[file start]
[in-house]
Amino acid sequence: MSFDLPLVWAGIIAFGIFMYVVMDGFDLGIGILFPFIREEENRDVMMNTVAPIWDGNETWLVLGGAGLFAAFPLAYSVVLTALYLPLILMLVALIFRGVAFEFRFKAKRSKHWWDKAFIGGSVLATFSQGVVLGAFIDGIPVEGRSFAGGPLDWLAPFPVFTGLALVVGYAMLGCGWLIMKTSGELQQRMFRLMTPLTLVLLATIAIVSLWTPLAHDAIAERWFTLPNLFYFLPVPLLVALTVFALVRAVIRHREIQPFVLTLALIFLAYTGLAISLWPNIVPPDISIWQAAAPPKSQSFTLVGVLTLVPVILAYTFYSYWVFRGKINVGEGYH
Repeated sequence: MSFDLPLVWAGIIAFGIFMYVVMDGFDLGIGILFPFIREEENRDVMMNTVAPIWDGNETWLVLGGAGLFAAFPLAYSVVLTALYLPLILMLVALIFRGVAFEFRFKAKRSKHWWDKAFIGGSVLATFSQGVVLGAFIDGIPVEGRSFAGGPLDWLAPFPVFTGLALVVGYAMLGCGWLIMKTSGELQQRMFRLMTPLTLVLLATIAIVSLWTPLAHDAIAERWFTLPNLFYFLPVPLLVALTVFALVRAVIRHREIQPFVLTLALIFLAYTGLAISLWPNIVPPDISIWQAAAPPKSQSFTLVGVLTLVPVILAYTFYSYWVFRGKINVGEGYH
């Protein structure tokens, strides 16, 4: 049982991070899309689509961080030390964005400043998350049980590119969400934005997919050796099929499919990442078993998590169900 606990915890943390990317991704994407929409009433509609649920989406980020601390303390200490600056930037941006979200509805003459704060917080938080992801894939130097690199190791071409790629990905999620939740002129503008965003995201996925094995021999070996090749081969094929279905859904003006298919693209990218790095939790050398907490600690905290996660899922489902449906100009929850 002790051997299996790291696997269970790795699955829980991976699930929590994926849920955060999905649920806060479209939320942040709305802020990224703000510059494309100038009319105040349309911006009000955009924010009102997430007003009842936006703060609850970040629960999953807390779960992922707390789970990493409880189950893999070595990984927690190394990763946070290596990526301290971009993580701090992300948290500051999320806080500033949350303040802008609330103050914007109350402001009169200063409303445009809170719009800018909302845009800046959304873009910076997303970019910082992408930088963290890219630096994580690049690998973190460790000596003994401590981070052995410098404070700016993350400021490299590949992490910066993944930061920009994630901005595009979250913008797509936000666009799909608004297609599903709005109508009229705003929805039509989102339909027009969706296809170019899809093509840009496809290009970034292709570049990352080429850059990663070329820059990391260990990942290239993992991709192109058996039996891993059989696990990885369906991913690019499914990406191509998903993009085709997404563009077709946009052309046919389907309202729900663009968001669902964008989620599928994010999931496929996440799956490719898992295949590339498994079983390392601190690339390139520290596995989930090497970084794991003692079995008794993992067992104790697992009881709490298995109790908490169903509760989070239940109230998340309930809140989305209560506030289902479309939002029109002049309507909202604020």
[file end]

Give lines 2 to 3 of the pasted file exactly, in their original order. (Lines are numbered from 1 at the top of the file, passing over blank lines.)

Amino acid sequence: MSFDLPLVWAGIIAFGIFMYVVMDGFDLGIGILFPFIREEENRDVMMNTVAPIWDGNETWLVLGGAGLFAAFPLAYSVVLTALYLPLILMLVALIFRGVAFEFRFKAKRSKHWWDKAFIGGSVLATFSQGVVLGAFIDGIPVEGRSFAGGPLDWLAPFPVFTGLALVVGYAMLGCGWLIMKTSGELQQRMFRLMTPLTLVLLATIAIVSLWTPLAHDAIAERWFTLPNLFYFLPVPLLVALTVFALVRAVIRHREIQPFVLTLALIFLAYTGLAISLWPNIVPPDISIWQAAAPPKSQSFTLVGVLTLVPVILAYTFYSYWVFRGKINVGEGYH
Repeated sequence: MSFDLPLVWAGIIAFGIFMYVVMDGFDLGIGILFPFIREEENRDVMMNTVAPIWDGNETWLVLGGAGLFAAFPLAYSVVLTALYLPLILMLVALIFRGVAFEFRFKAKRSKHWWDKAFIGGSVLATFSQGVVLGAFIDGIPVEGRSFAGGPLDWLAPFPVFTGLALVVGYAMLGCGWLIMKTSGELQQRMFRLMTPLTLVLLATIAIVSLWTPLAHDAIAERWFTLPNLFYFLPVPLLVALTVFALVRAVIRHREIQPFVLTLALIFLAYTGLAISLWPNIVPPDISIWQAAAPPKSQSFTLVGVLTLVPVILAYTFYSYWVFRGKINVGEGYH